The Church of the Holy Women
Two more buildings located near the St Nicholas cathedral - the Church of the Holy Women (1508 - 1511) and the Church of St. Procopius (1529) - were erected on the sites of the wooden churches that were destroyed by the fire of 1508. They furnish a clue to the changes that took place in Novgorodian architecture after the city's unification with Moscow. It is worth mentioning that the construction of both was financed by the Moscow merchant Ivan Syrkov (the Church of the Holy Women) and his son Dmitry (St. Procopius Church). The Syrkovs were among the fairly great number of families that settled in Novgorod by order of Ivan III to replace the deported boyars and merchants suspected of anti-Moscow sentiments.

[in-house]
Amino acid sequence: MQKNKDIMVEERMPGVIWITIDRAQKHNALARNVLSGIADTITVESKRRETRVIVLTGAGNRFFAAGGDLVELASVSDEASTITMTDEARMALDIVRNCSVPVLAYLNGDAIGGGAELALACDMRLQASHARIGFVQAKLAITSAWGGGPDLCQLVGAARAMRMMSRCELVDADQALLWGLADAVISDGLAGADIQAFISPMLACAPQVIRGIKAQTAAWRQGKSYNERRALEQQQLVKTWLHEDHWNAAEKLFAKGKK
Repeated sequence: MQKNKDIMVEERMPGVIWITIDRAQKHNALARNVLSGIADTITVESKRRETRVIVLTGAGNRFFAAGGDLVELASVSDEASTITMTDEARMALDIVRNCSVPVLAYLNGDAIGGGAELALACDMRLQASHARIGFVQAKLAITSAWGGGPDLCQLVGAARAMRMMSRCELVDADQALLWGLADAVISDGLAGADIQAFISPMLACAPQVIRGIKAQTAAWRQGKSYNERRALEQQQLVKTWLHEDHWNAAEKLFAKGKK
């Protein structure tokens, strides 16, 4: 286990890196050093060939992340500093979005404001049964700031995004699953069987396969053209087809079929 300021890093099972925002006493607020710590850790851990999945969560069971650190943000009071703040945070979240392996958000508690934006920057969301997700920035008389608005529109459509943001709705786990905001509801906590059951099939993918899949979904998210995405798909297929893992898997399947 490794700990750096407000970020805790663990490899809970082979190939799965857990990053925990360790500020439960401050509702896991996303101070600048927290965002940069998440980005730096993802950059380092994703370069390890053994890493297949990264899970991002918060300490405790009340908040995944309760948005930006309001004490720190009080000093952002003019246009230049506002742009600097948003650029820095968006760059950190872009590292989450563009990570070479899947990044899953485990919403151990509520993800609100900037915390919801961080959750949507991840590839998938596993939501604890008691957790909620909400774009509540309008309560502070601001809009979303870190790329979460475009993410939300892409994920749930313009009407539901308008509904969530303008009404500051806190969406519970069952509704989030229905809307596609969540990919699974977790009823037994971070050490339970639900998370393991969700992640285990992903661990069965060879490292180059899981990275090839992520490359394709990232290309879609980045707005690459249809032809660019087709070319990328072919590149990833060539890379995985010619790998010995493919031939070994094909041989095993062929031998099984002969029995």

Compared with St Procopius, the Church of the Holy Women is more massive in appearance, more complex in composition, and more archaic in style. It is a four-pier structure with galleries. Its northern gallery, decorated with small pentagonal niches and tiled insets, was constructed in the 1540s while the western narthex was added in the 17th century. The interior of the church is divided into three floors, of which the two lower were used as storerooms. Three wooden porches and the double-bay belfry of the western wall lent the building particular picturesqueness. Of interest is the combination of stone and wooden parts, different in colour and form.